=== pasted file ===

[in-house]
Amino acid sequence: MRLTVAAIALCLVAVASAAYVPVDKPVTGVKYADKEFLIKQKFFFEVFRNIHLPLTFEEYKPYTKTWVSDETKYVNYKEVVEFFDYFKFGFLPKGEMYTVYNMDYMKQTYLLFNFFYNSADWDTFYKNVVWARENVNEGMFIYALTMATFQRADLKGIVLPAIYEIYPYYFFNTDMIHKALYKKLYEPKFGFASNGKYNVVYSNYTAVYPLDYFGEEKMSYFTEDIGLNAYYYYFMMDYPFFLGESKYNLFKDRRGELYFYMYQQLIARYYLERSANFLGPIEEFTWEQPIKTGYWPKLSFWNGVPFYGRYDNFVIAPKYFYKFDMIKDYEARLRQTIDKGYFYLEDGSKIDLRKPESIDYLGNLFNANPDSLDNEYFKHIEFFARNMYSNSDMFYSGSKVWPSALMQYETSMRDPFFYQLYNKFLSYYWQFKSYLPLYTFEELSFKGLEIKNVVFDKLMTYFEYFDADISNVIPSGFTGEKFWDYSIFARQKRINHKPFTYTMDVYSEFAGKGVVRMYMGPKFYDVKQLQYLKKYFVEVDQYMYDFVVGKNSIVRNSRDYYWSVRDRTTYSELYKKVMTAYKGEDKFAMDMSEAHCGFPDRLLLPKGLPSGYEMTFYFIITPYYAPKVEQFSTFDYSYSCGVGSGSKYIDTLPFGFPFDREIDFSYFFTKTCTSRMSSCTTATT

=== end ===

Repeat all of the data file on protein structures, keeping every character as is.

[in-house]
Amino acid sequence: MRLTVAAIALCLVAVASAAYVPVDKPVTGVKYADKEFLIKQKFFFEVFRNIHLPLTFEEYKPYTKTWVSDETKYVNYKEVVEFFDYFKFGFLPKGEMYTVYNMDYMKQTYLLFNFFYNSADWDTFYKNVVWARENVNEGMFIYALTMATFQRADLKGIVLPAIYEIYPYYFFNTDMIHKALYKKLYEPKFGFASNGKYNVVYSNYTAVYPLDYFGEEKMSYFTEDIGLNAYYYYFMMDYPFFLGESKYNLFKDRRGELYFYMYQQLIARYYLERSANFLGPIEEFTWEQPIKTGYWPKLSFWNGVPFYGRYDNFVIAPKYFYKFDMIKDYEARLRQTIDKGYFYLEDGSKIDLRKPESIDYLGNLFNANPDSLDNEYFKHIEFFARNMYSNSDMFYSGSKVWPSALMQYETSMRDPFFYQLYNKFLSYYWQFKSYLPLYTFEELSFKGLEIKNVVFDKLMTYFEYFDADISNVIPSGFTGEKFWDYSIFARQKRINHKPFTYTMDVYSEFAGKGVVRMYMGPKFYDVKQLQYLKKYFVEVDQYMYDFVVGKNSIVRNSRDYYWSVRDRTTYSELYKKVMTAYKGEDKFAMDMSEAHCGFPDRLLLPKGLPSGYEMTFYFIITPYYAPKVEQFSTFDYSYSCGVGSGSKYIDTLPFGFPFDREIDFSYFFTKTCTSRMSSCTTATT